How to Sell Your Cards: Get the Most for Your Basketball Card Collection
Did you recently find a card collection from when you were a kid? Or find some cards at a local tag sale or flea market and want to know what they are worth?
You may have seen recent news stories about record-setting sports card sales in the hundreds of thousands, and even millions of dollars. Could the cards you have be worth that much? It's certainly possible!
I started collecting cards in the early 1990's and have lived through many changes in the card market. In the last year I've seen the card market grow more than ever before. And there are a lot of cards that were worth very little when they were purchases, that can be worth a small fortune now if they are in good condition. I've put together the following guide to help you take some easy steps to see what your collection may be worth, and understand your options in selling it if that's something you'd like to do!
If your cards are loose in a box you'll want to purchase some cases or a binder for them. You want to protect the corners, edges, and surface of the cards and these collectible protective cases are the best way to do it. Soft sleeves and top loaders are a great start.
Here are a couple of cases/binders I recommend from Amazon:
1) Soft Sleeves
Card values are determined by a variety of factors. The two main factors are subject matter and rarity. If you have a large collection you want to start by looking for the big name players- The stars like Michael Jordan, Lebron James, Kobe Bryant etc. are the first cards you should look for in a basketball collection. Be careful as you handle the cards. If you have them in a binder, keep them in the binder and take a look at them without removing them as best you can. You'll want to figure out what year the cards are from and what the card may be called.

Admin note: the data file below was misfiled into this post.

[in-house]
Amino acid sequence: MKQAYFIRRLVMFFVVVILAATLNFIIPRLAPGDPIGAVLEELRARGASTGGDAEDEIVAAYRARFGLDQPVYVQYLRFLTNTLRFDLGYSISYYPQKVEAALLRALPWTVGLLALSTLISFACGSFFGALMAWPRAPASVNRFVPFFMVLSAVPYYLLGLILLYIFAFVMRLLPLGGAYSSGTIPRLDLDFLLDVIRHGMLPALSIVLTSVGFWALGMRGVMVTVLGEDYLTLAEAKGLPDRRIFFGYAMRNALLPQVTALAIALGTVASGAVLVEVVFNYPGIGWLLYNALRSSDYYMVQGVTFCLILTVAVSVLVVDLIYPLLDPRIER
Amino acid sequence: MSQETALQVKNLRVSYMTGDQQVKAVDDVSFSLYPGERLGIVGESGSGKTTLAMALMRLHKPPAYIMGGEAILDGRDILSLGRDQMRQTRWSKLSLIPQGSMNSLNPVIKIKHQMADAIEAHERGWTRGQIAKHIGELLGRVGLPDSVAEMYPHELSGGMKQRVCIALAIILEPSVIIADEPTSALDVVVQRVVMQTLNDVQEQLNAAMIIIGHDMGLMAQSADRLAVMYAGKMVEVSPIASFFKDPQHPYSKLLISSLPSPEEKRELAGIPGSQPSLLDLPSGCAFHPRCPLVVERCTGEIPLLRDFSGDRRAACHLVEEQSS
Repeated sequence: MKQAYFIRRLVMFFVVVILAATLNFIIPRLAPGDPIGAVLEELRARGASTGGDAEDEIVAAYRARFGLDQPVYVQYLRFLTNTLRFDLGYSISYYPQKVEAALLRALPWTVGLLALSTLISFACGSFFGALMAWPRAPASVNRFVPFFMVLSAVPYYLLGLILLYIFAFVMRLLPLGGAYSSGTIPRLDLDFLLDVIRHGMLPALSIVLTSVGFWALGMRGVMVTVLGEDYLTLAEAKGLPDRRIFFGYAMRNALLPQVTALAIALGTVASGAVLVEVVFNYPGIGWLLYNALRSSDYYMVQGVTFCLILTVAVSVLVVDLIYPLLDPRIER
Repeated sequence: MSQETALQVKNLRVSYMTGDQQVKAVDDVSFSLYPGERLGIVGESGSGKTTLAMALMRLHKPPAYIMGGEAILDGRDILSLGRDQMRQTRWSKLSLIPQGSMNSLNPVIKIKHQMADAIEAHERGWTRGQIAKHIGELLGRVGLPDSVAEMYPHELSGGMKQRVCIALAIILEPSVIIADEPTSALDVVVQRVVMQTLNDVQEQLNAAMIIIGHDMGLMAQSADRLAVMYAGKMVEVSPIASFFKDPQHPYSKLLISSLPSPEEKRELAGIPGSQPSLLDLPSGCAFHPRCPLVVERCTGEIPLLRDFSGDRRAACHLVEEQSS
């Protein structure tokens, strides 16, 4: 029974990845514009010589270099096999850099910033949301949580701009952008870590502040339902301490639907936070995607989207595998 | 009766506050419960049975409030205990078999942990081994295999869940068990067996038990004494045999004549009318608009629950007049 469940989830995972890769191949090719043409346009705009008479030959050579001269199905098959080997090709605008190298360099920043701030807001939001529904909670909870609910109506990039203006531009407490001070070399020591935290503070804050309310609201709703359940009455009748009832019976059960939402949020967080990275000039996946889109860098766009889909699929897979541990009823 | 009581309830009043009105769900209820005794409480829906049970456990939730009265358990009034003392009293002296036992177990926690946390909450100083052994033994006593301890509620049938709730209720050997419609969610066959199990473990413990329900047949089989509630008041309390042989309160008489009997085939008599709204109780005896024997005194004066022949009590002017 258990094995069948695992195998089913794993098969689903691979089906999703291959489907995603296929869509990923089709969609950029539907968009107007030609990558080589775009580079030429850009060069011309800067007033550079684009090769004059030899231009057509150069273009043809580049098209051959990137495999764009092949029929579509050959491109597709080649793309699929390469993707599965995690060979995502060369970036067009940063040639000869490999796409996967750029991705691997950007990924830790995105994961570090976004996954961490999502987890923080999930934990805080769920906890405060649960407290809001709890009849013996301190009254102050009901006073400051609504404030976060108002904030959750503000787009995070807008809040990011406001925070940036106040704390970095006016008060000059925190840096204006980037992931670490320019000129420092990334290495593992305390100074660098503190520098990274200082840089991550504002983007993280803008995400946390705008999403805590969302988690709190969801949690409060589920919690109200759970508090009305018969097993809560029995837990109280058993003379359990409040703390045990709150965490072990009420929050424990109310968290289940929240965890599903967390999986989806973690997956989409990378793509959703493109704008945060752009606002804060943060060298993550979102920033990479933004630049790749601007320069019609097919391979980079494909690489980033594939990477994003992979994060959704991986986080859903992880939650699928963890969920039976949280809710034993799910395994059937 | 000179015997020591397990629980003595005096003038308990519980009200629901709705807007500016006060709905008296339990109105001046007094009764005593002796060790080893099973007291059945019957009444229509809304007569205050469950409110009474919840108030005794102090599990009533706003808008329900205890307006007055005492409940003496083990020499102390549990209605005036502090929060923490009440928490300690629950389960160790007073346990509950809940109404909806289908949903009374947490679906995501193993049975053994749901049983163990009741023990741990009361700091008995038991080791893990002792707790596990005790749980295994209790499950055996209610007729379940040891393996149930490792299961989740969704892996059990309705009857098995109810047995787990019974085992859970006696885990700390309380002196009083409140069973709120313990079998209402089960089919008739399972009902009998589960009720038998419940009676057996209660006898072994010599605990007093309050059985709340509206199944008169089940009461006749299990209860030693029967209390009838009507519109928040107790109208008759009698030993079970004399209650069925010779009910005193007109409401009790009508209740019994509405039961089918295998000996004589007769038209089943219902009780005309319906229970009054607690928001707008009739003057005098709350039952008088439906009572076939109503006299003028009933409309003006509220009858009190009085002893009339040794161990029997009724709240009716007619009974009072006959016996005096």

Next you want to see the online market values for the cards you have. The easiest way is to use the website 130point.com. This site allows you to search 90 days worth of past sales from eBay. It's important to note that the value of your cards will be tied to their conditions. So you may see a card like yours on 130point that sold for $2,000. But your card may only be worth $10. That's where the details of your card come in.
The details surround overall condition and grade (if applicable). Professional graders and collectors alike look at 4 main areas of a card to determine the condition of it:
If each of the above look perfect, or even close to perfect to you, it might be worth grading the card. Grading is a process by which you have a professional "grader", or third party expert on card conditions, look at your card, assign a numeric grade based on its condition, and place it in a protective case that will include a label for the card and grade. These cases are tamper proof and can add a lot of value to a card if it received a high grade. So if you see a card in a special case with the name of the card on the case, that generally means the card is graded. A simple $10 card raw (meaning not graded) can turn into a $2000 card in a "Gem Mint 10" grade.
Where to Sell
Once you know what you have and have an idea of what it's worth you have a variety fo choice of places you can sell it, and who you can sell it to. The best person you can sell the card to is a collector who desires the particular card you have. They will typically be willing to spend the most, and will not be looking to resell it, so you can get a full retail value for it. Finding collectors of individual cards can be challenging on your own, that's why so many people use stores, card shows and websites to make the connection.